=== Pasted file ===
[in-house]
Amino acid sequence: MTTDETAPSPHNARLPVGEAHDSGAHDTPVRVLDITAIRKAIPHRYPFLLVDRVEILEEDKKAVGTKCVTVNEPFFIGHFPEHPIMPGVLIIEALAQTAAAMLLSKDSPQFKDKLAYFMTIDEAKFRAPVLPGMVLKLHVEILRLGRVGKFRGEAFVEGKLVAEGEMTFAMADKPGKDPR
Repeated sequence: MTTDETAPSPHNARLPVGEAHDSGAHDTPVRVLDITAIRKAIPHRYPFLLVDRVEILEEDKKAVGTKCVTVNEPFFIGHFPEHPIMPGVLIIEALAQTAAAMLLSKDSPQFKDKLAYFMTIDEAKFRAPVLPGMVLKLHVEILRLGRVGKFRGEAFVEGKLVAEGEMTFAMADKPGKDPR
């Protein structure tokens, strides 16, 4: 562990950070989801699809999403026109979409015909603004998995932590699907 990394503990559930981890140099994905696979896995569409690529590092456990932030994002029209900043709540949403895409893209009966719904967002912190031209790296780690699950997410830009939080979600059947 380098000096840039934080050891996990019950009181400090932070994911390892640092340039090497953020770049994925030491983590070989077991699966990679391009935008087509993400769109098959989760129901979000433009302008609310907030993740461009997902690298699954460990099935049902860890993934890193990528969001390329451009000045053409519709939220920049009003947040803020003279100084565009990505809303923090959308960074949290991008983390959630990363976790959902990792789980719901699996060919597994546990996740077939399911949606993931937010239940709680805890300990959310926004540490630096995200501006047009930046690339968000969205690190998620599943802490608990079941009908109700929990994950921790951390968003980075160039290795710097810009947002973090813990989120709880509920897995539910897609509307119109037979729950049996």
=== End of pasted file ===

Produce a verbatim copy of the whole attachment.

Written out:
[in-house]
Amino acid sequence: MTTDETAPSPHNARLPVGEAHDSGAHDTPVRVLDITAIRKAIPHRYPFLLVDRVEILEEDKKAVGTKCVTVNEPFFIGHFPEHPIMPGVLIIEALAQTAAAMLLSKDSPQFKDKLAYFMTIDEAKFRAPVLPGMVLKLHVEILRLGRVGKFRGEAFVEGKLVAEGEMTFAMADKPGKDPR
Repeated sequence: MTTDETAPSPHNARLPVGEAHDSGAHDTPVRVLDITAIRKAIPHRYPFLLVDRVEILEEDKKAVGTKCVTVNEPFFIGHFPEHPIMPGVLIIEALAQTAAAMLLSKDSPQFKDKLAYFMTIDEAKFRAPVLPGMVLKLHVEILRLGRVGKFRGEAFVEGKLVAEGEMTFAMADKPGKDPR
């Protein structure tokens, strides 16, 4: 562990950070989801699809999403026109979409015909603004998995932590699907 990394503990559930981890140099994905696979896995569409690529590092456990932030994002029209900043709540949403895409893209009966719904967002912190031209790296780690699950997410830009939080979600059947 380098000096840039934080050891996990019950009181400090932070994911390892640092340039090497953020770049994925030491983590070989077991699966990679391009935008087509993400769109098959989760129901979000433009302008609310907030993740461009997902690298699954460990099935049902860890993934890193990528969001390329451009000045053409519709939220920049009003947040803020003279100084565009990505809303923090959308960074949290991008983390959630990363976790959902990792789980719901699996060919597994546990996740077939399911949606993931937010239940709680805890300990959310926004540490630096995200501006047009930046690339968000969205690190998620599943802490608990079941009908109700929990994950921790951390968003980075160039290795710097810009947002973090813990989120709880509920897995539910897609509307119109037979729950049996």